Senate poll shows Doug Jones ‘in deep trouble’ against three leading GOP contenders
New independent polling released on Sunday provides insight into Senator Doug Jones’ (D-AL) 2020 reelection prospects.
John Couvillon of Louisiana’s JMC Analytics conducted a general election survey from December 16-18 using a combination of robocalls to landlines (49%) and texts to cell phones (51%). There were 525 respondents, with the poll having a margin of error of 4.30%. Respondents were varying degrees of likely voters, all having at least voted in the 2016 general election.
The first question asked was whether respondents believed President Donald Trump should be reelected. 54% indicated “yes,” while 42% said no and 3% were undecided.
The same question was then asked about Jones, Alabama’s junior senator who was elected in a December 2017 special election.
Only 34% of respondents supported Jones’ reelection, while 48% opposed and 18% were undecided.
The third question saw 39% responding that they supported impeaching Trump, while 54% opposed and 7% were undecided.
The next five questions were hypothetical general election matchups between Jones and his major GOP challengers.
Former Auburn University head football coach Tommy Tuberville fared best against Jones in the survey, although former U.S. Attorney General Jeff Sessions and Congressman Bradley Byrne (AL-01) were also up against Jones within the margin of error of Tuberville’s lead.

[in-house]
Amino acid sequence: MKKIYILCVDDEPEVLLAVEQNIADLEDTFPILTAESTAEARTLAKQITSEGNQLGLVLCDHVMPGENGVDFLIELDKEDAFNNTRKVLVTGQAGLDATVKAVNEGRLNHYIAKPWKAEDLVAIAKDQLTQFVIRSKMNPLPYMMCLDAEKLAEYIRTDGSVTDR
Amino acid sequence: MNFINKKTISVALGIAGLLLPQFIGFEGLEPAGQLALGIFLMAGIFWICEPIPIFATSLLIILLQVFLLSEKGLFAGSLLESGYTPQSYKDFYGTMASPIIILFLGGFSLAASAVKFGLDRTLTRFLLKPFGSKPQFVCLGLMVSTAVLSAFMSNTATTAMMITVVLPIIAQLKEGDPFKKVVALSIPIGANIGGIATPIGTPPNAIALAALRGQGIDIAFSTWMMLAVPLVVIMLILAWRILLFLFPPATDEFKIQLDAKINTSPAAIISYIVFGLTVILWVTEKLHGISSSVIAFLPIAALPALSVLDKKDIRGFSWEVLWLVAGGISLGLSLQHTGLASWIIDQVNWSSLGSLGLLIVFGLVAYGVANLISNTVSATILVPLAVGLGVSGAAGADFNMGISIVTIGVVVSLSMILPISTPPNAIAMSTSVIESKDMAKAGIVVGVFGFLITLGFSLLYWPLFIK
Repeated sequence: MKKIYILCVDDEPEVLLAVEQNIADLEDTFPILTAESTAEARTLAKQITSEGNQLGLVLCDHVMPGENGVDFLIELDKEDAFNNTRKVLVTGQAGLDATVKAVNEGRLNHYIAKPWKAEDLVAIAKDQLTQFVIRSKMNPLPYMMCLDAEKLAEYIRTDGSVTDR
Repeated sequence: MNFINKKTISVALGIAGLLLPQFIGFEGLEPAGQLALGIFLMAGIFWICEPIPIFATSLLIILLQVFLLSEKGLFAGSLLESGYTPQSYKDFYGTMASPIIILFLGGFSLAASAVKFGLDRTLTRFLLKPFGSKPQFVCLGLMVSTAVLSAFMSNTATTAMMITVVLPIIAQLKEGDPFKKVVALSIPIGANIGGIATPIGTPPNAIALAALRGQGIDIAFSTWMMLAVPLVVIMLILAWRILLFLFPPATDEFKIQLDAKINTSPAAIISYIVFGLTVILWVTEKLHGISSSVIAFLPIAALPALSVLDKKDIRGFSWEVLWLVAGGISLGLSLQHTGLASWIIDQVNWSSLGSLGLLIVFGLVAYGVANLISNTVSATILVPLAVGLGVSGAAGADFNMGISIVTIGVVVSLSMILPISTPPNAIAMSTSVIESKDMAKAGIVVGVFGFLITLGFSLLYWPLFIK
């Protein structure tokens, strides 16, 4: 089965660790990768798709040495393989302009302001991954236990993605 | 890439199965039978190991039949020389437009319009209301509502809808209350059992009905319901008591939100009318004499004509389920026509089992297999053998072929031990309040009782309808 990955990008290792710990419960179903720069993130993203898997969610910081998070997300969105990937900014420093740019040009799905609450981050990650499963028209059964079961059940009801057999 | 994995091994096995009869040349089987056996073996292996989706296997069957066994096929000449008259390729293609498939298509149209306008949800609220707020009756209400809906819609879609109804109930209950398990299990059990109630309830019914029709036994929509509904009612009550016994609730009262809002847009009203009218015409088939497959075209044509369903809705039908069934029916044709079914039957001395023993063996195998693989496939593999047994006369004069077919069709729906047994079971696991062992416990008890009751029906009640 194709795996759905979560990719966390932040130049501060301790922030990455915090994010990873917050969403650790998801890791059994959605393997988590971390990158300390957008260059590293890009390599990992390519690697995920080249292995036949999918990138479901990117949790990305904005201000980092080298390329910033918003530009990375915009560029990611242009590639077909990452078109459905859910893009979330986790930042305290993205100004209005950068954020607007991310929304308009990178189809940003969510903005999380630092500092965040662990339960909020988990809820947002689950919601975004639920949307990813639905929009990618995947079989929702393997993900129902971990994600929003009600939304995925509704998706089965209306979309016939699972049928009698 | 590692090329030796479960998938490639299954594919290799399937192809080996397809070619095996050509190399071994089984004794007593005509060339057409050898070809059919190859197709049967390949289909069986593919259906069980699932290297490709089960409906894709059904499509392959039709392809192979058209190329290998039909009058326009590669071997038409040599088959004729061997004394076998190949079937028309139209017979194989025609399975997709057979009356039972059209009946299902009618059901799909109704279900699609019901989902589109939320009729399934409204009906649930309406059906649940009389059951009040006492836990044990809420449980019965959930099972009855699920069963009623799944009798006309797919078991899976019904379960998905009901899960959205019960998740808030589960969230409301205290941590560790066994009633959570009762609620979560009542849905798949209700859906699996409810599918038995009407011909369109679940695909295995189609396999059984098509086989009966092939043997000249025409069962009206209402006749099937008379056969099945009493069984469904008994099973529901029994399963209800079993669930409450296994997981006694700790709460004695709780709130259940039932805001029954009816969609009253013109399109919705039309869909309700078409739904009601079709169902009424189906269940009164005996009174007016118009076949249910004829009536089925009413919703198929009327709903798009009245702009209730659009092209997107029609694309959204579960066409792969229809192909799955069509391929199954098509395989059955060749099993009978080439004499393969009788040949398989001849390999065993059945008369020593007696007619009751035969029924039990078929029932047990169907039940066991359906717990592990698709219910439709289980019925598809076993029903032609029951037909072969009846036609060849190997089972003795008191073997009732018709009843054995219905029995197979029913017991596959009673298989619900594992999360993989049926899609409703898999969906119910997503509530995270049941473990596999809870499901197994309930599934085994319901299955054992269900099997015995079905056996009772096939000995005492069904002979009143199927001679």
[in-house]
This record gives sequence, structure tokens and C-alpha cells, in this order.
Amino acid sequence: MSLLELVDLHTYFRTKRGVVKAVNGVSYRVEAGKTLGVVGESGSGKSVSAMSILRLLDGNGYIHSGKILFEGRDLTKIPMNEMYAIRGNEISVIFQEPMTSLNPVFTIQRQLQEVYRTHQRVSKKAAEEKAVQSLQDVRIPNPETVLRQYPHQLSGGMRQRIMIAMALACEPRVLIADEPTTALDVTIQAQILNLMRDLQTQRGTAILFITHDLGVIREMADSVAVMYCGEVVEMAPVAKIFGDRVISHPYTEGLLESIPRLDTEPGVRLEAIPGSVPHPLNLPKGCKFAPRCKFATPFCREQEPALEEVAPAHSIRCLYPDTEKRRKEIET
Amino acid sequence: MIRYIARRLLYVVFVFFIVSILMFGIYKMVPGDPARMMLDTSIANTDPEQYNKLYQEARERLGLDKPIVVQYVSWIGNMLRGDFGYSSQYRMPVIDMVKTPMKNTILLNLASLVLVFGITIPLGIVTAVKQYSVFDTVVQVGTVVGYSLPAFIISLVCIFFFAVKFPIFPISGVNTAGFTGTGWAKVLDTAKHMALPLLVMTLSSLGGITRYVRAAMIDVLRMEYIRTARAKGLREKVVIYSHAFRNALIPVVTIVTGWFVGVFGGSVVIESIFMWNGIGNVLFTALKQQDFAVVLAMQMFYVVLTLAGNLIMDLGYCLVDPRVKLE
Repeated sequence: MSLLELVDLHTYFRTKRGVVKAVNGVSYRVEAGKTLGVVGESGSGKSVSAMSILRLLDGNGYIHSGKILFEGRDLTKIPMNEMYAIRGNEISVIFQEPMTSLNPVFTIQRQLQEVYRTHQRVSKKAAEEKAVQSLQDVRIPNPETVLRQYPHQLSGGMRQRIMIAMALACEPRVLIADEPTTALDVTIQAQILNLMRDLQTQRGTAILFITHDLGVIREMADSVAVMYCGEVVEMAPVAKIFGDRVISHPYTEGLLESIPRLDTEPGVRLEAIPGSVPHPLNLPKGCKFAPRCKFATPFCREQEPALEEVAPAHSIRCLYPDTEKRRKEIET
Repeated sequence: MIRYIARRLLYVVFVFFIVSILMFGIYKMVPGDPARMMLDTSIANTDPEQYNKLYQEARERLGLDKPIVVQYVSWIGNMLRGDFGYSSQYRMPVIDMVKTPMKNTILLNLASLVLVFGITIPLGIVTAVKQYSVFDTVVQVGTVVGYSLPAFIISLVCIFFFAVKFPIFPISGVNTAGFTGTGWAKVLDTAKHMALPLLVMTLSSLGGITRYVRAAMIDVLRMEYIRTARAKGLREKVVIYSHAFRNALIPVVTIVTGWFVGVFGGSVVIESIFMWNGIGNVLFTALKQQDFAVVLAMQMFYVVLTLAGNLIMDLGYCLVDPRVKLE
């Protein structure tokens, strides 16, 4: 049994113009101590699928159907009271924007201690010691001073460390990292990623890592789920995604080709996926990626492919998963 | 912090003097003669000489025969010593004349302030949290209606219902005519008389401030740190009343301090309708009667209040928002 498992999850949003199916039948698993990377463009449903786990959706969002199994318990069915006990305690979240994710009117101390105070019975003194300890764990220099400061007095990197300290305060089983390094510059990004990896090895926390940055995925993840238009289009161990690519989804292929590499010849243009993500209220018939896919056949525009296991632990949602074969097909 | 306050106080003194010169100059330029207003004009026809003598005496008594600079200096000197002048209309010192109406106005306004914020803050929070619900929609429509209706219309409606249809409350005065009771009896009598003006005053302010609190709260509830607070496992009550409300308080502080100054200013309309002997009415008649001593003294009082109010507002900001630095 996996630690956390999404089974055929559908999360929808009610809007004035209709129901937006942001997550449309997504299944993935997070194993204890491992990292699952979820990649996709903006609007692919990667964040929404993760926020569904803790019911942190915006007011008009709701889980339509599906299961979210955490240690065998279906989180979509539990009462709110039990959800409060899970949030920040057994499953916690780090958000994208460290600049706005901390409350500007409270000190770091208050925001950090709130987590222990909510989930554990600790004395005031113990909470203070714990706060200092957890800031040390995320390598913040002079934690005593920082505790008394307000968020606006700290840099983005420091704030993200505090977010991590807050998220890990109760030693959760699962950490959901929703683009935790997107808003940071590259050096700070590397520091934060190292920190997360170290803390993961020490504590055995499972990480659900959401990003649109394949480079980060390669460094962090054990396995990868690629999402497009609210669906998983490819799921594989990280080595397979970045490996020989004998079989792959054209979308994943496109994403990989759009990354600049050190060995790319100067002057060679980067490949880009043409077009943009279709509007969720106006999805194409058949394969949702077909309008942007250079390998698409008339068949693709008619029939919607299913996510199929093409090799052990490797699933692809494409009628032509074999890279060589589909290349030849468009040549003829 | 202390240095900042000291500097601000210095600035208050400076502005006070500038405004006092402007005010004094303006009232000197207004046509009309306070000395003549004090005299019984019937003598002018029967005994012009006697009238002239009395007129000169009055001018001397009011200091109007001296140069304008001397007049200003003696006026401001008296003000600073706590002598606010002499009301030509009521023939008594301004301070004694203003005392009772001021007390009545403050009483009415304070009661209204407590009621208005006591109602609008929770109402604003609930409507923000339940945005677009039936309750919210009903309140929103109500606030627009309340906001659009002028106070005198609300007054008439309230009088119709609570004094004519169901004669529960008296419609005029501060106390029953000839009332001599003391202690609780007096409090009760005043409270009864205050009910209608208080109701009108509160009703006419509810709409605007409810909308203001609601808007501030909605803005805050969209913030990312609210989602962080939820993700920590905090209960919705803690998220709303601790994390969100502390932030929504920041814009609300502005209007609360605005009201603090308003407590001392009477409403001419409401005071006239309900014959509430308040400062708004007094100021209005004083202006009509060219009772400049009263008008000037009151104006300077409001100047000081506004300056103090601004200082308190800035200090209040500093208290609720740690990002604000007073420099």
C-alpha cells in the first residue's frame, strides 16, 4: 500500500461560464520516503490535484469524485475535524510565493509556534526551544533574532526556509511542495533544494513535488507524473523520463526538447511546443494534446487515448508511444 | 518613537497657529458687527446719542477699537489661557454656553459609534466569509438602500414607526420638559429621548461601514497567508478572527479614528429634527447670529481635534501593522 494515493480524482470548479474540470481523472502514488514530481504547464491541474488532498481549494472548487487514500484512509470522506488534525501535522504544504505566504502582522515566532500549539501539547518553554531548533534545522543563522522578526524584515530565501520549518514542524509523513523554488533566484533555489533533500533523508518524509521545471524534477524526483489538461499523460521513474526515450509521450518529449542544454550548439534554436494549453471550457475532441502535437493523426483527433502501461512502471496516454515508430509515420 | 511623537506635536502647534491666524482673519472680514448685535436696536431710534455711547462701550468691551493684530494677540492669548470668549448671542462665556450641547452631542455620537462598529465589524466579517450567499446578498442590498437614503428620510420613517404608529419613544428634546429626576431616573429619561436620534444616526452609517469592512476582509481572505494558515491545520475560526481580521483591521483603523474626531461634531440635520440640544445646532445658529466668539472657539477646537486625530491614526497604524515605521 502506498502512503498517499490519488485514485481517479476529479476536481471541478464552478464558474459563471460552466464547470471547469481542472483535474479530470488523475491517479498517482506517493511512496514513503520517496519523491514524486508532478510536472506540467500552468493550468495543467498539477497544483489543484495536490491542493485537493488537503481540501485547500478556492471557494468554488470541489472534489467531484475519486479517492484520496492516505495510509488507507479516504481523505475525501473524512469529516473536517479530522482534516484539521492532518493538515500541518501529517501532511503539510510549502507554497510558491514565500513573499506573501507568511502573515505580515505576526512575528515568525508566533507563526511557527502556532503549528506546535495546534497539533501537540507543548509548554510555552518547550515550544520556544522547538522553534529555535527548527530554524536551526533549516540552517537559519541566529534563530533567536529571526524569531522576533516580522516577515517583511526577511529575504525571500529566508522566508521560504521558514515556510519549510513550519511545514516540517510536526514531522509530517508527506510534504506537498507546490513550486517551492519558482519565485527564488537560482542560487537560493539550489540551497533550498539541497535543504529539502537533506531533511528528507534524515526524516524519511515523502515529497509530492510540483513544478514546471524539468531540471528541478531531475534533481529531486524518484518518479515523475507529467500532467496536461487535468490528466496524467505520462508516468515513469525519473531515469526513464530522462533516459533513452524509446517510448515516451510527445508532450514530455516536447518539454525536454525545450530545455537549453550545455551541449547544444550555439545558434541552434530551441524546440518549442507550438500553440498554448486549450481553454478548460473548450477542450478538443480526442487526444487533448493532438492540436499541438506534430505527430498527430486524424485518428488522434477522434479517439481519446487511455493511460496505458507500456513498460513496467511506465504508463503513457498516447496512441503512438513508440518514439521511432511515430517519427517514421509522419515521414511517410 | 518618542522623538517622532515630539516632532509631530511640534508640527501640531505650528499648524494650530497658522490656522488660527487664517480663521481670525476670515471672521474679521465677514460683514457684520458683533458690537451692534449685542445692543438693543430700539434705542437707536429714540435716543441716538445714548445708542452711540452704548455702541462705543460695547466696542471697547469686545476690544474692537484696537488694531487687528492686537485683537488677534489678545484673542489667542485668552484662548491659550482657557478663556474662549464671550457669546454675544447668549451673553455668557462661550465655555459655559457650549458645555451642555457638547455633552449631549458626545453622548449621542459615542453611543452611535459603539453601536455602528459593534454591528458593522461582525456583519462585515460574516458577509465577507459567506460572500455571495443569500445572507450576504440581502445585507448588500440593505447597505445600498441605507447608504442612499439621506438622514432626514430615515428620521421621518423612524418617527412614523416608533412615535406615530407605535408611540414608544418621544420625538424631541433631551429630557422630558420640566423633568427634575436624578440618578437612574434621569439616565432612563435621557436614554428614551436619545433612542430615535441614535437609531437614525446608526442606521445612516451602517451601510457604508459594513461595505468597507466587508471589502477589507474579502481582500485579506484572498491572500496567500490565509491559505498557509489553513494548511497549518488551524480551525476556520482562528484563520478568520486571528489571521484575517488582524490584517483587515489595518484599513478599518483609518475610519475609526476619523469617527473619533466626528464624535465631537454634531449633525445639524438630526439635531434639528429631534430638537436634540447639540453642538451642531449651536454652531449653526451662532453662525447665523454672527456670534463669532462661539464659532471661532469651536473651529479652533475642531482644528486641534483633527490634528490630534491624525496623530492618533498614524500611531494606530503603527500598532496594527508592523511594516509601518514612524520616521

When asked if they would vote for Sessions or Jones (with party identifications being given in all matchup questions), 46% preferred Sessions, 41% answered Jones and 13% were undecided.
Next, 47% chose Tuberville, 40% responded Jones and 13% were undecided.
Byrne, who has lower name identification than Tuberville, Sessions and Jones, received 44% against Jones’ 40%, with 16% being undecided.
However, not all well-known Republicans matched up well against Jones. Former Alabama Supreme Court Chief Justice Roy Moore, who lost to Jones in 2017, has been polling a distant fourth in the 2020 GOP primary.
While it may thus be purely academic, Moore would likely face the same fate against Jones this time around. 47% would vote for Jones if they were running against each other in 2020, while only 33% would choose Moore. 20% were undecided.
Finally, State Rep. Arnold Mooney (R-AL), who has by far the lowest name identification of any of the candidates in the poll, received 34% compared to Jones at 40%, with 25% being undecided.
The final questions were demographic. 56% of respondents described themselves as an evangelical Christian, while 32% would not describe themselves that way. 11% were undecided.
54% of respondents were female, compared to 46% male.
Regarding the age of respondents, 14% were 18-34, 29% were 35-54, 21% were 55-64 and 37% were 65 or older.
Analyzing the poll
Yellowhammer News reached out to renowned political data analyst and strategist Jim McLaughlin of McLaughlin & Associates regarding Couvillon’s survey.
McLaughlin, who is considered one of the nation’s best pollsters (including in Alabama, where he is considered the “gold standard”), then scrutinized the poll, including its methodology, cross tabs and takeaways.